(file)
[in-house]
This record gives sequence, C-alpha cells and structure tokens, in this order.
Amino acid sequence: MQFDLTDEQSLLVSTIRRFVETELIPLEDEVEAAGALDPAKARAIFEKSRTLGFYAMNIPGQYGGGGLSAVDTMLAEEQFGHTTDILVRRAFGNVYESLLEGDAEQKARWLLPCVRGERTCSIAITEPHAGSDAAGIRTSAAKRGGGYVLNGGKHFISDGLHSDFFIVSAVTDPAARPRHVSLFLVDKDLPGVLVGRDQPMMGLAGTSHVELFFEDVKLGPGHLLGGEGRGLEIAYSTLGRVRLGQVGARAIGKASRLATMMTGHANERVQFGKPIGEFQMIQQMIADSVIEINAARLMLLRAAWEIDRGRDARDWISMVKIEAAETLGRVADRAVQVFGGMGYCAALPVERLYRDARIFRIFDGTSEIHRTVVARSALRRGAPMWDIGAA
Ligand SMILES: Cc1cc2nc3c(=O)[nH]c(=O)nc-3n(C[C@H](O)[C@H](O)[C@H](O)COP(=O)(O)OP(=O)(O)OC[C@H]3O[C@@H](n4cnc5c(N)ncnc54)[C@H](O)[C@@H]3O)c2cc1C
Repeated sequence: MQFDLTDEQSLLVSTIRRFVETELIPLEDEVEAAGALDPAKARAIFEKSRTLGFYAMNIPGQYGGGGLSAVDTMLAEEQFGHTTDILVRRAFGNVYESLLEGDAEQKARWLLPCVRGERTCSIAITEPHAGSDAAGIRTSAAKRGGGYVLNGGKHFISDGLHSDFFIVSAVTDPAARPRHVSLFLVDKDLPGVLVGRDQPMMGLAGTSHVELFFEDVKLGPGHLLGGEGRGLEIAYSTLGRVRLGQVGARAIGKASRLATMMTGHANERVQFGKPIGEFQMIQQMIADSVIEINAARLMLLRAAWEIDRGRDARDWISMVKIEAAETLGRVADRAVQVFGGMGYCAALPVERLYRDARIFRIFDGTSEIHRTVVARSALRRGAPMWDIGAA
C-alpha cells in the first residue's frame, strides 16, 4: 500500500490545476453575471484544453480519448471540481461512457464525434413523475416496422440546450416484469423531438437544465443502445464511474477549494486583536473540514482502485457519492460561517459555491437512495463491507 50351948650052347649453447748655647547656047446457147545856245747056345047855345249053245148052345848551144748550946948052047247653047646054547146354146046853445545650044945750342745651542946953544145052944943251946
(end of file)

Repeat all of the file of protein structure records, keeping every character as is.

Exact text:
[in-house]
This record gives sequence, C-alpha cells and structure tokens, in this order.
Amino acid sequence: MQFDLTDEQSLLVSTIRRFVETELIPLEDEVEAAGALDPAKARAIFEKSRTLGFYAMNIPGQYGGGGLSAVDTMLAEEQFGHTTDILVRRAFGNVYESLLEGDAEQKARWLLPCVRGERTCSIAITEPHAGSDAAGIRTSAAKRGGGYVLNGGKHFISDGLHSDFFIVSAVTDPAARPRHVSLFLVDKDLPGVLVGRDQPMMGLAGTSHVELFFEDVKLGPGHLLGGEGRGLEIAYSTLGRVRLGQVGARAIGKASRLATMMTGHANERVQFGKPIGEFQMIQQMIADSVIEINAARLMLLRAAWEIDRGRDARDWISMVKIEAAETLGRVADRAVQVFGGMGYCAALPVERLYRDARIFRIFDGTSEIHRTVVARSALRRGAPMWDIGAA
Ligand SMILES: Cc1cc2nc3c(=O)[nH]c(=O)nc-3n(C[C@H](O)[C@H](O)[C@H](O)COP(=O)(O)OP(=O)(O)OC[C@H]3O[C@@H](n4cnc5c(N)ncnc54)[C@H](O)[C@@H]3O)c2cc1C
Repeated sequence: MQFDLTDEQSLLVSTIRRFVETELIPLEDEVEAAGALDPAKARAIFEKSRTLGFYAMNIPGQYGGGGLSAVDTMLAEEQFGHTTDILVRRAFGNVYESLLEGDAEQKARWLLPCVRGERTCSIAITEPHAGSDAAGIRTSAAKRGGGYVLNGGKHFISDGLHSDFFIVSAVTDPAARPRHVSLFLVDKDLPGVLVGRDQPMMGLAGTSHVELFFEDVKLGPGHLLGGEGRGLEIAYSTLGRVRLGQVGARAIGKASRLATMMTGHANERVQFGKPIGEFQMIQQMIADSVIEINAARLMLLRAAWEIDRGRDARDWISMVKIEAAETLGRVADRAVQVFGGMGYCAALPVERLYRDARIFRIFDGTSEIHRTVVARSALRRGAPMWDIGAA
C-alpha cells in the first residue's frame, strides 16, 4: 500500500490545476453575471484544453480519448471540481461512457464525434413523475416496422440546450416484469423531438437544465443502445464511474477549494486583536473540514482502485457519492460561517459555491437512495463491507 50351948650052347649453447748655647547656047446457147545856245747056345047855345249053245148052345848551144748550946948052047247653047646054547146354146046853445545650044945750342745651542946953544145052944943251946